The Celtic futures of Ian Bankier and Brian Wilson are hanging in the balance this afternoon after both men were denied automatic re-election to the board.
In what amounts to a vote of no confidence amongst the ordinary shareholders, the chairman and the former Labour MP saw their elections go to a proxy count.
They will both win, because as I wrote earlier in the month Desmond and his allies have enough votes to get anything through, but the verdict from the shareholders in attendance is a major reversal for both.
Wilson was forced to apologise to the assembled throng for his disgraceful comments in The Guardian where he gave credence to the Survival and Victim Lies. Stating that he “understood” and was “fully aware” of the reality of the 2012 liquidation of Rangers, he tried to explain it away as something he wrote merely in the context of paying tribute to Smith, as if that makes a bit of sense or would be accepted by any thinking person.
On top of that, the explanation would have sat better had stand-in CEO (or should we just accept that he has that job now?) Michael Nicholson not scandalously told the Fans Forum that he was “factually correct” – a claim which this site has thoroughly dismantled.
That the issue was raised, though, and that he was made to explain himself is another measure of how angry people are with him for trotting out that dire garbage and this almost certainly played a major role in how the vote to re-elect him went.
Bankier’s own humiliation came on the day when he was booed several times and answered some of the questions he was asked with such open scorn that he has only widened the gulf that exists between him and the fans.
This sneering halfwit has been an embarrassment since the day he was hired, and has never come across as someone with the least understanding of, or regard for, the views of ordinary fans.
To say that his departure, when it comes, will be a good day for our club is an understatement. He, as much as any other individual, symbolises the gulf between the supporters and the directors. He is kidding himself to think that he still has a mandate after this afternoon.
His attack on the Scottish Government was plainly ridiculous, although it taps into a widely held – but erroneous – belief amongst a section of our fan-base. He should not be allowed to get away with his claim today that they were in some way responsible for the collapse of our season. This is the Lennon excuse and it doesn’t wash. He described the banning of Bolingoli and the cancellation of a couple of our fixtures as “the start of the downslide”, and says that it “stopped momentum.”
Is he joking? Frankly, if he’s suggesting that this is what derailed our quest for ten in a row then that’s just a ridiculous assertion with no basis in reality at all.
Let’s start with the claim that we were treated differently to others; I cannot say enough times that this is simply not true, and yet it is repeated over and over again.
The timeline for what happened here is clear.
When the season started it was made plain to all the clubs that they had responsibilities and that breaches of those responsibilities would result in some form of sanction. Aberdeen were the first club to be involved in such a breach.
On 1 August, the season opened with Aberdeen away at Ibrox. They lost 1-0 and that night eight of their players hit the town in spite of the regulations.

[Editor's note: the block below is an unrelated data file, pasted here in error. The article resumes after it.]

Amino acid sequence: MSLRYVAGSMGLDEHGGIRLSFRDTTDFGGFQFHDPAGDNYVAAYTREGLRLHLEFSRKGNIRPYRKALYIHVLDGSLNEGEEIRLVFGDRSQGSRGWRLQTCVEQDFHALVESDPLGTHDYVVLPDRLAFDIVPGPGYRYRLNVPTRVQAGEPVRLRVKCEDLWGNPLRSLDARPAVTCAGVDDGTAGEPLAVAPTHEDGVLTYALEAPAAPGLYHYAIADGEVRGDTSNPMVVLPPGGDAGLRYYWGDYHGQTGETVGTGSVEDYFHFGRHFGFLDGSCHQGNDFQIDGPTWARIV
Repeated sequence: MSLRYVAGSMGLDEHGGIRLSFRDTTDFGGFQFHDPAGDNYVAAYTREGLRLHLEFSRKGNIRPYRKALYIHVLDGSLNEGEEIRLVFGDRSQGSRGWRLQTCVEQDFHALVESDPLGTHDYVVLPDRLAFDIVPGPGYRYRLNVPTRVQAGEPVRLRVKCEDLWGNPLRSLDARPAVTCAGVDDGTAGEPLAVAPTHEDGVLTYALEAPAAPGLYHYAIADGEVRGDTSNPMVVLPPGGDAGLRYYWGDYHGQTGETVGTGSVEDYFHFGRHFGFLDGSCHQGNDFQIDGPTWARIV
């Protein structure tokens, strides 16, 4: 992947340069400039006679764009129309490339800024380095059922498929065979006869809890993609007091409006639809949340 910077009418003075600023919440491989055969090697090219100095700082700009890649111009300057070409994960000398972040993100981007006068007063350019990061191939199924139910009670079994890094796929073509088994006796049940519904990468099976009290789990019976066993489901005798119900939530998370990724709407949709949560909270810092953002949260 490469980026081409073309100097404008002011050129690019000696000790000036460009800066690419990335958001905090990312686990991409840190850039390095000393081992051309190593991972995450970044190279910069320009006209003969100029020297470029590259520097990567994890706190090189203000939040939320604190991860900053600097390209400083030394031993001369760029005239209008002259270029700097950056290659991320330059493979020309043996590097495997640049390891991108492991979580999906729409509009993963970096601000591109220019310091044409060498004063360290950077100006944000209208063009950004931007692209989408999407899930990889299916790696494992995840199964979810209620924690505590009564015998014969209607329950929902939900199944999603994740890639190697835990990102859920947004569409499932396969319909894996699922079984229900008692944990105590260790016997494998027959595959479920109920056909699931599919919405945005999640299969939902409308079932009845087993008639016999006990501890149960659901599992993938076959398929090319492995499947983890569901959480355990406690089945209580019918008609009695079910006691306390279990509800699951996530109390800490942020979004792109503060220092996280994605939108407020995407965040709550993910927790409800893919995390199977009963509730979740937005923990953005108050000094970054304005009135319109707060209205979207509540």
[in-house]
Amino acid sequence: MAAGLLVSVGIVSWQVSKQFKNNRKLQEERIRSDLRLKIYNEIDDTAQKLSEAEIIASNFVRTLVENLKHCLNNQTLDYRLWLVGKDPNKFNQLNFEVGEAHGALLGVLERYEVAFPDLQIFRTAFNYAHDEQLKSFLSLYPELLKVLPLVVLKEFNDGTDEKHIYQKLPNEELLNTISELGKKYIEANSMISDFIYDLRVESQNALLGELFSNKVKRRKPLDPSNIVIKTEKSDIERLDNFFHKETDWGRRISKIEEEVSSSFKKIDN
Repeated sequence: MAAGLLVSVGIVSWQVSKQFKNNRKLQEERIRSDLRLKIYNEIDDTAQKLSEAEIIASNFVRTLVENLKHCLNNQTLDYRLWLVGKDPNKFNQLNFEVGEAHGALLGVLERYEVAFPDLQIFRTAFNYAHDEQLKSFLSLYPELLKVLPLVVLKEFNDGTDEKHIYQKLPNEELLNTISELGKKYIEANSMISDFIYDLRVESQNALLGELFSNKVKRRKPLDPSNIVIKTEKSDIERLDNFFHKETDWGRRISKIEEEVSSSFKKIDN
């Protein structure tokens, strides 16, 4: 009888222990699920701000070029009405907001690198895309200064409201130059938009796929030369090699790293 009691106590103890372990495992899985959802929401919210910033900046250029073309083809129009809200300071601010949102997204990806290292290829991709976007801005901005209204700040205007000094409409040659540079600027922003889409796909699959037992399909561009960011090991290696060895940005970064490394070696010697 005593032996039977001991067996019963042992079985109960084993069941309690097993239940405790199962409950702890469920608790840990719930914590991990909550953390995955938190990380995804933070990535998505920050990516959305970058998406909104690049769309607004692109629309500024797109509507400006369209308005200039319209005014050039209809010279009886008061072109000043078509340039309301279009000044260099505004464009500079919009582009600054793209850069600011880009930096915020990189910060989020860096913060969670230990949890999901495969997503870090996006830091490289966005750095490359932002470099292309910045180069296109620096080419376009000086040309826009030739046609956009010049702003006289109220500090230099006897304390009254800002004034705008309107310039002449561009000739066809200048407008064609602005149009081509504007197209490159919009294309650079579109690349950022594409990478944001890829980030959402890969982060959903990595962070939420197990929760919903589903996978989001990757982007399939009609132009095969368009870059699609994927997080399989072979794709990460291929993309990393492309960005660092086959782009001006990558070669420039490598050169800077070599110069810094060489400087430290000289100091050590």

This wasn’t generally known until 7 August when they admitted their breach after getting two positive cases. Their match against St Johnstone was suspended, immediately, upon receipt of that information and six of their players were told to self-isolate.
The following day, 8 August, all eight Aberdeen players issued a public apology. Even as they were doing so, Leigh Griffiths was found to have hosted a birthday party for his girlfriend in violation of the regulations … and we got away with that, although people were warned that it was the last time that any club would be allowed to.
Three days later, Celtic informed the league, the SFA and the Scottish Government that Bolingoli had breached the regulations and we had taken action against him.
The Scottish Government, faced with three separate incidents in the space of the first eleven days of the season – and the second involving a Celtic player – had no option but to treat that with the utmost seriousness, and they did.
Two of our games were called off, and two more Aberdeen fixtures were called off. We were punished by two games suspended, they by having three suspended. We were involved in two incidents involving two different players, Aberdeen were involved in a single incident involving multiple members of their squad.
You could go round and round on which club had the bigger issue as you like, but the fact is that two clubs had players who broke the rules and both of those clubs were punished in virtually the same manner. That is the reality of it.
On Dubai, which was only indirectly addressed, we got exactly what we deserved for having made the lamentably stupid decision to go. The trip was utter nonsense; we were inviting trouble for ourselves and the arrogance of the whole club in pissing off for a jolly whilst the rest of the country was in lockdown was a stain on our reputation.
His little dance for the AGM might have worked, but this guy shouldn’t be attacking anybody but instead reflecting on his own dreadful job performance. The shareholders are at the end of their rope with this joker.
He is in place only because it suits others too gutless to face the fans themselves.
But from today he’s also on notice … this must be his last AGM.